Nasturtiums As Pest Control – Planting Nasturtiums For Pest Management

By: Mary H. Dyer, Credentialed Garden Writer

Nasturtiums are colorful plants that brighten the environment with very little human attention. In fact, these cheery annuals thrive with an absolute minimum of care and often seem to prefer neglect. While the familiar plants are appreciated for their beauty and easy growth habits, many gardeners plant nasturtiums as pest control.

Can you really use nasturtiums for pest management? If you’re fighting pests in your flower garden, you may want to give it a try! Read on to learn more about nasturtium insect management, along with a few helpful tips on how to control pests with nasturtiums.

Using Nasturtiums as Pest Control

While some gardeners are dubious, many seasoned growers are convinced that nasturtium insect management is a critical aspect of a healthy garden. There are a couple of ways to use nasturtiums as pest control.

Planting nasturtiums as a trap crop: Some insects, including the dreaded aphids, love nasturtiums and they prefer them over cabbage and other tender vegetables. The trick to using trap crops is to plant the sacrificial nasturtiums safely away from your garden.

You can also use nasturtiums to draw aphids away from your prized roses and other aphid-prone plants. It appears that aphids are especially attracted to yellow nasturtiums.

Additionally, nasturtiums may draw harmful cabbage moths, thus saving your tender cabbage, kale, broccoli, and other brassicas. Nasturtiums also attract hoverflies and other beneficial bugs that dine on aphids.

If you’re so inclined, you can use insecticidal soap spray or pesticides to kill the aphids on the nasturtiums, thus targeting the bad guys and saving your vegetables from harmful chemicals.

Growing nasturtiums as companion plants: When planted with cucumbers and tomatoes, nasturtiums may repel cucumber beetles, whiteflies, aphids, and squash bugs.

Planting nasturtiums alongside eggplant or squash plants can also help repel cucumber beetles. As an added benefit, the winding stems add an extra element of beauty.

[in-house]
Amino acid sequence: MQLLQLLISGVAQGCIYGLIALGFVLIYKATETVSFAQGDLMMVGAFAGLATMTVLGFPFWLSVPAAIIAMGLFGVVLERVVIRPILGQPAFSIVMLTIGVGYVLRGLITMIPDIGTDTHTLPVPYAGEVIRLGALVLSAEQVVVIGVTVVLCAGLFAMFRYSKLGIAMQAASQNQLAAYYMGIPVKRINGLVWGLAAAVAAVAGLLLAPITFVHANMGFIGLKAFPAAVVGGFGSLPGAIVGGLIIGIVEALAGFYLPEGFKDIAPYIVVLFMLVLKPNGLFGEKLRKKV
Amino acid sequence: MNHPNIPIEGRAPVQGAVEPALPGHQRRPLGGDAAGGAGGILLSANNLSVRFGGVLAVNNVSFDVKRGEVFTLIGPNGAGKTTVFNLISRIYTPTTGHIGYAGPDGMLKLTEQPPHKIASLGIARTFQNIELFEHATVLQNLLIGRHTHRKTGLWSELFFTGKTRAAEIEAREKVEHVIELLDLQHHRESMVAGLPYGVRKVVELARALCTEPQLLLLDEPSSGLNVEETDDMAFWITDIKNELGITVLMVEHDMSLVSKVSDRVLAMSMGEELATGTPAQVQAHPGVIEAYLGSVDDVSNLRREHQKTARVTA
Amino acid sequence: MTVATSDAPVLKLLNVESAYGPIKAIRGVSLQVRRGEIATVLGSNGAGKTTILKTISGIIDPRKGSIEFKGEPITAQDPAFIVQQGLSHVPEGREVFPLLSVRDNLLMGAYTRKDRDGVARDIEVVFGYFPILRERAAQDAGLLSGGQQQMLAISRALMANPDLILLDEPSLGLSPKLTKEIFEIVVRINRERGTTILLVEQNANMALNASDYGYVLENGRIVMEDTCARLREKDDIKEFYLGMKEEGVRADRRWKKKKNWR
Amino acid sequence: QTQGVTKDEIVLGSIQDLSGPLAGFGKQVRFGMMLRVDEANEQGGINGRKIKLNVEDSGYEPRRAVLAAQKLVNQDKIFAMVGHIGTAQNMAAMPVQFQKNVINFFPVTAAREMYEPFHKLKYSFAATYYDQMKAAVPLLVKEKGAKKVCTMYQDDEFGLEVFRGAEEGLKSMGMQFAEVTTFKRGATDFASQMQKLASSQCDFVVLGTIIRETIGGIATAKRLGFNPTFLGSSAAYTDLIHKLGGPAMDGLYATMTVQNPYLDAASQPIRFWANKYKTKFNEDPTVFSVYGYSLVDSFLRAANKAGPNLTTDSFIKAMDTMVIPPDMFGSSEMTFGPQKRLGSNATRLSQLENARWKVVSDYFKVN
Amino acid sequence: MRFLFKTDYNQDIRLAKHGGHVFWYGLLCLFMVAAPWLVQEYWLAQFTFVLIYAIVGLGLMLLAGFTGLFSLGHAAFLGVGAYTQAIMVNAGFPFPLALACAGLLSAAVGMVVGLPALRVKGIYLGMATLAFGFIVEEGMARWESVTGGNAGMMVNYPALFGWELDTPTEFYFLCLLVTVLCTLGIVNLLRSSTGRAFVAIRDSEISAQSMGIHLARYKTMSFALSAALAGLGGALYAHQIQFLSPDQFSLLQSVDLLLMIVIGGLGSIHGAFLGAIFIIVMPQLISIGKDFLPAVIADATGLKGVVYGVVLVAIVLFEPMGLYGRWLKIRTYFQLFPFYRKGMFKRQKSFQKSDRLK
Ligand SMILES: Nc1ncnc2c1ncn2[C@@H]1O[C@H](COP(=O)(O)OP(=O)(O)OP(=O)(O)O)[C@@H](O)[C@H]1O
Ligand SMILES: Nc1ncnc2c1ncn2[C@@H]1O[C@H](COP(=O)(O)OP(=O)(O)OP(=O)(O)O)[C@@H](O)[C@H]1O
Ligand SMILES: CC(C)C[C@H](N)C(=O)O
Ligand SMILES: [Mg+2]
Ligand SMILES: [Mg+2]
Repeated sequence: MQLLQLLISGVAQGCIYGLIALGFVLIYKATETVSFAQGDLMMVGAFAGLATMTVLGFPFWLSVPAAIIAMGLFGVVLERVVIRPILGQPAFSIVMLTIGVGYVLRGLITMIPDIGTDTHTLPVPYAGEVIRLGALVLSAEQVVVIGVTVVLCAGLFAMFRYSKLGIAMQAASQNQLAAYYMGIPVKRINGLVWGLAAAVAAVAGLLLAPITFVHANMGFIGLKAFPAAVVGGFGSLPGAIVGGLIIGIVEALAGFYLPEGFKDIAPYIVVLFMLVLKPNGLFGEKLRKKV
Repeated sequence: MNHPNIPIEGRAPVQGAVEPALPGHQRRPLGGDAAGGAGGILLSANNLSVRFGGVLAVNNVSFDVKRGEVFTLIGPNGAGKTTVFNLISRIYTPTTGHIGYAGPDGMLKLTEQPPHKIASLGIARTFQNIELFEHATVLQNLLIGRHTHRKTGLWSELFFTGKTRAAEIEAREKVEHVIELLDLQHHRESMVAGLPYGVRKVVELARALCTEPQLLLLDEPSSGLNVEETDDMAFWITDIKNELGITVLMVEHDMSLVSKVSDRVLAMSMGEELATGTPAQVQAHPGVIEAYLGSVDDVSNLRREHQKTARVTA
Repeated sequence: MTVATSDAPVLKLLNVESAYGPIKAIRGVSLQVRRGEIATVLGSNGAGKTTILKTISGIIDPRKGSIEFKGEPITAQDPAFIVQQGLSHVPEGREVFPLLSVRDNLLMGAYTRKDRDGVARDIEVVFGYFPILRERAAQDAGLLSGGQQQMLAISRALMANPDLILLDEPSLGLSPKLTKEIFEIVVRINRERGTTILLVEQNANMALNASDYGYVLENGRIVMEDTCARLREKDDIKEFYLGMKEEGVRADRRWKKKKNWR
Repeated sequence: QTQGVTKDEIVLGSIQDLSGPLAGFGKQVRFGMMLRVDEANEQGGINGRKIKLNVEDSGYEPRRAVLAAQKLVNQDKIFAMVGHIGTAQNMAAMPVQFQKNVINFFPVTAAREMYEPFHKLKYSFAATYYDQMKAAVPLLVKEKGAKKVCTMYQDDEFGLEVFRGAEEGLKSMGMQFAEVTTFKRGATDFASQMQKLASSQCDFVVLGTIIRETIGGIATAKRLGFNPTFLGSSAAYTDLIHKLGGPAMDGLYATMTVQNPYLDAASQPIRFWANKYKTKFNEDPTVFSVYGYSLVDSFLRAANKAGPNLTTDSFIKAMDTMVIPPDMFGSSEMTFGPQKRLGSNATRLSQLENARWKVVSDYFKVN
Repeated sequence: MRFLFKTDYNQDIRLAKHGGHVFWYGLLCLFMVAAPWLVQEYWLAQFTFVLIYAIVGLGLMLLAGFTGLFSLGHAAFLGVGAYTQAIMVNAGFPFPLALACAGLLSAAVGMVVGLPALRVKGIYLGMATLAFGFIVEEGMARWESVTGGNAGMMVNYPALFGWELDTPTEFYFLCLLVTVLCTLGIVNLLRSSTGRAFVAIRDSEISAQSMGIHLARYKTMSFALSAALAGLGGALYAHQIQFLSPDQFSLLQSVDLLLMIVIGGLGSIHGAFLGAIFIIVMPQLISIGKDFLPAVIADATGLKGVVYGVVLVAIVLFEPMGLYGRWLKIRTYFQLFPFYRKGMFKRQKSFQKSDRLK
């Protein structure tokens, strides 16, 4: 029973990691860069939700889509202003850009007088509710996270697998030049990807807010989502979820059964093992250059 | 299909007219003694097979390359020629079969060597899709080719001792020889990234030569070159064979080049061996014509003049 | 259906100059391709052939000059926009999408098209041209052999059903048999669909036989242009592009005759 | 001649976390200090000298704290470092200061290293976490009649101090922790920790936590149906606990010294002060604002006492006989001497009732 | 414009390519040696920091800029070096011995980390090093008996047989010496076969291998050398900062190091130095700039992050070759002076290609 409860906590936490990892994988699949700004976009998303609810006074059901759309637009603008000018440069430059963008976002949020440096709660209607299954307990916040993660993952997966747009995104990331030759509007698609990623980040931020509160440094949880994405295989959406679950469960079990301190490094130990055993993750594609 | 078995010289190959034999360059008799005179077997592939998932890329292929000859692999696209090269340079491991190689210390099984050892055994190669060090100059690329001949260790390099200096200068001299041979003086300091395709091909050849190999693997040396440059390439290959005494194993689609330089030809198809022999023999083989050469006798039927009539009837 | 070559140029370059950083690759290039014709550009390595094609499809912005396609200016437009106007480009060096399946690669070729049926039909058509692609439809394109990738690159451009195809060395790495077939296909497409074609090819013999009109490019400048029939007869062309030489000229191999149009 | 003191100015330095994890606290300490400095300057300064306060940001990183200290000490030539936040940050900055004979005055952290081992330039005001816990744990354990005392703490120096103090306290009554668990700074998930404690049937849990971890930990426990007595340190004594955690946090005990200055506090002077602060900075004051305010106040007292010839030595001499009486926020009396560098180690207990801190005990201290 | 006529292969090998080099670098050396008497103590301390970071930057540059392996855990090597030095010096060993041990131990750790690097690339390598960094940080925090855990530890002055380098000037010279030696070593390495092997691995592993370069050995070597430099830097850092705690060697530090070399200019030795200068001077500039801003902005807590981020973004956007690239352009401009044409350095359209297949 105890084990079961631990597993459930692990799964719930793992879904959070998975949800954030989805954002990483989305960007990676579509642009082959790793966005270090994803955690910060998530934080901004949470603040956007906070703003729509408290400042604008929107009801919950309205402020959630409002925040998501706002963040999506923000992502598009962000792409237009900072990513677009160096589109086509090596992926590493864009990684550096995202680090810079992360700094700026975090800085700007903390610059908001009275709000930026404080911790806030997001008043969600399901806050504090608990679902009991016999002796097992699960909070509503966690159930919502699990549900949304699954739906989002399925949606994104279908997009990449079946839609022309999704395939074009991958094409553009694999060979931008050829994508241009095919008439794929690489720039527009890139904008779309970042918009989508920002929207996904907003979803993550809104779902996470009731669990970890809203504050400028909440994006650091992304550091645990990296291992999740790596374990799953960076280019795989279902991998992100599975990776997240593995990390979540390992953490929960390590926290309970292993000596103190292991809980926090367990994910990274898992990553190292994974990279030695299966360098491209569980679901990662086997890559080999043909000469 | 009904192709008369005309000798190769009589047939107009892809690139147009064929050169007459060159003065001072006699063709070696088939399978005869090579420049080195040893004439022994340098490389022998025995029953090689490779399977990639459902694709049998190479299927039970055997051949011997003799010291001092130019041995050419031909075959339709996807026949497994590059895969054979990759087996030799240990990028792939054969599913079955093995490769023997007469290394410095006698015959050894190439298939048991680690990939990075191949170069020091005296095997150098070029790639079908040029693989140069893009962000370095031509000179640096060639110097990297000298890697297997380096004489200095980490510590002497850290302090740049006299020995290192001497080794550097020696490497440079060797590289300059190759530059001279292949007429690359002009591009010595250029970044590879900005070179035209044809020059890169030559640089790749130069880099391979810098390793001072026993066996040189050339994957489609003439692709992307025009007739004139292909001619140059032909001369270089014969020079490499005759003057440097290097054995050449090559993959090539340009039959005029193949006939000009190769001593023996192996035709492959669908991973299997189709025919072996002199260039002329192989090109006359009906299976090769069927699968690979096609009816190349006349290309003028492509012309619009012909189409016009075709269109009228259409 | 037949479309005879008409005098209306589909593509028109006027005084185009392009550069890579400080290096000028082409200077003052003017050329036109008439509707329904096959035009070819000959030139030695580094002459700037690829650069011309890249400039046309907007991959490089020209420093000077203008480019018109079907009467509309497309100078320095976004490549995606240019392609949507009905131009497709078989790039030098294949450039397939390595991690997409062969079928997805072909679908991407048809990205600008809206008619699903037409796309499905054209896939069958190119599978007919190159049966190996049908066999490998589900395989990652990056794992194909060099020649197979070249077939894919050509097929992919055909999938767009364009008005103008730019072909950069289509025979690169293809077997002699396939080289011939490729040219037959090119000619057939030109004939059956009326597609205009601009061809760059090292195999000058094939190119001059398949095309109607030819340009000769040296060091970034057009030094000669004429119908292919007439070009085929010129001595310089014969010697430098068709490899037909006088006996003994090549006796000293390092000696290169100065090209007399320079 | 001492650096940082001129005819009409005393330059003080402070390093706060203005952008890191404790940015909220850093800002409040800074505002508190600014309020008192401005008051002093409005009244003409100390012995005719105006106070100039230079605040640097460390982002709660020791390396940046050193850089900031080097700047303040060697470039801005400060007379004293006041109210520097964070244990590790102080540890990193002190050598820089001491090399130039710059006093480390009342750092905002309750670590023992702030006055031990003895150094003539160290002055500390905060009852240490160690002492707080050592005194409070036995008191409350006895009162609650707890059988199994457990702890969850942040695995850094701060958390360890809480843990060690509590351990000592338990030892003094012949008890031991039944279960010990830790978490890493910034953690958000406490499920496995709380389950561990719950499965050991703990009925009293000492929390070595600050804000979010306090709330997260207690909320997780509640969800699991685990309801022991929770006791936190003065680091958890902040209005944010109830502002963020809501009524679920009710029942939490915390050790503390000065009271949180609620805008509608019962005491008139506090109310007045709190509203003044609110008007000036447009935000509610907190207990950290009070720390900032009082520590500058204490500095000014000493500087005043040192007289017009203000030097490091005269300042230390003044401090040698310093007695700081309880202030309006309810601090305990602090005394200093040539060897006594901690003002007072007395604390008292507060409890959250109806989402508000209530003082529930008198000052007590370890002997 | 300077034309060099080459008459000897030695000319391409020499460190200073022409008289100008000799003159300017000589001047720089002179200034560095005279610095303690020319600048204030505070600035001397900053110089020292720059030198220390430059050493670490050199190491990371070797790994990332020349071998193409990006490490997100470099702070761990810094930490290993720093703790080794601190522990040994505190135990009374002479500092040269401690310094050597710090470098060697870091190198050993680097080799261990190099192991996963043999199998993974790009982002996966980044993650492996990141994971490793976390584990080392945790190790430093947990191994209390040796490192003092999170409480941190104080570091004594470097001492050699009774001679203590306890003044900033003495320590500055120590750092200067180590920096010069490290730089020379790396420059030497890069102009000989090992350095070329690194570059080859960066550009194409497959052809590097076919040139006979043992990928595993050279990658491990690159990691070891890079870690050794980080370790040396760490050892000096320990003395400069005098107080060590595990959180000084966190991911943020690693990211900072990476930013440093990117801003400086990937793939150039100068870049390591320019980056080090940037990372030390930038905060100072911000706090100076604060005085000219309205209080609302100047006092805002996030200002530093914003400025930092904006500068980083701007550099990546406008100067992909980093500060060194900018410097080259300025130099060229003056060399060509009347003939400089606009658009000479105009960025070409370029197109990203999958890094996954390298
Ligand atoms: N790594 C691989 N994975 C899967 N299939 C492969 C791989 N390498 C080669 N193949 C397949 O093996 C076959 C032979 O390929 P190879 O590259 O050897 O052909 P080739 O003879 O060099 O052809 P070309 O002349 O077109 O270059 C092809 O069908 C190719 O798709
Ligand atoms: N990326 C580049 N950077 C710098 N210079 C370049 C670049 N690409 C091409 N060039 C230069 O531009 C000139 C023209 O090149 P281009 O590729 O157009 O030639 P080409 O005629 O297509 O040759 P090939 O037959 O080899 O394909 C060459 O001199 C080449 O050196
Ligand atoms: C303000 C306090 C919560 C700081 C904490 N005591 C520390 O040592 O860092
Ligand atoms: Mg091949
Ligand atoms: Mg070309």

Tips on Growing Nasturtiums

Plant nasturtiums seeds in early spring. Nasturtiums thrive in full sunlight and moist, well-drained soil.

Don’t bother fertilizing nasturtiums, as this is one plant that prefers poor soil. Fertilizer will create lush, green plants at the expense of flowers.

Water nasturtiums regularly, but only when the top of the soil is dry. Never over water nasturtiums.

Remove wilted flowers to prolong blooming.

Nasturtiums grow well in containers, but they may need to be cut back occasionally to keep them from becoming leggy and messy.

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Nasturtium is incredibly easy to grow. In fact, it grows best when left alone. In a mild climate, they will self seed and spread nicely. Not only will the bright, climbing blooms look nice, but they make an excellent trap crop when planted near your garden.

I have come across a lot of discussion boards that claim planting nasturtium will repel insects from your garden. This is not true. Aphids love nasturtium. The trick is to plant it near (not with) your garden to deter the insects away from your crops.

You will need to check for and dispose of aphid covered leaves about twice a week to protect your garden. Cabbage white butterflies also love nasturtium. Believe it or not, they love it more than cabbage! The large leaves attract butterflies that will lay their eggs on the underside of the nasturtium leaves. Your cabbage will be free of caterpillar bites! When planted near squash or eggplant it will deter flea and cucumber beetles. Slugs cannot resist their juicy leaves!

After all these pests have had their feast, if there is any nasturtium left, it is edible. The leaves can be put in salad. The flower petals have a peppery taste, similar to watercress. They are quite good stuffed with cream cheese and chives. When pickled, the seeds taste similar to capers.

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Nasturtiums and aphids, a trick decoy plant

If you have heard that these beautiful cute little nasturtium flowers will help you deal with aphids, that hearsay was correct!

Nasturtium exerts a powerful attraction on aphids. It might seem surprising to see nasturtiums covered in aphids: that means all the aphids gather in the same place.

Your rose trees, vegetables and other plants are spared from the aphid onslaught!

In other words, if aphids are hogging that climbing vine, they aren’t on any other plants!

You’ll find the aphids on the stems of flowers or on the undersides of nasturtium leaves.

Another flower also attracts aphids in a similar manner: cosmos.

Other plants have an opposite effect on aphids and repel them. This is the case for marigold and lavender.

Not only against aphids

This strategy of growing nasturtium to serve as decoys also works for other pest. It also attracts large white, whose caterpillars destroy cabbage leaves.

Growing tips

  • Nasturtiums do best in areas with relatively cool summers, but usually, they can grow anywhere.
  • Nasturtiums cut for vases often root in water.
  • Nasturtiums are pretty annuals to use as edgings or at the front of a flower bed with other low-growing annuals and perennials. Allow plants to trail over walls or raised beds, and use them to add summertime color to rock gardens. They also look beautiful in containers and window boxes.

Watch the video: Nasturtium

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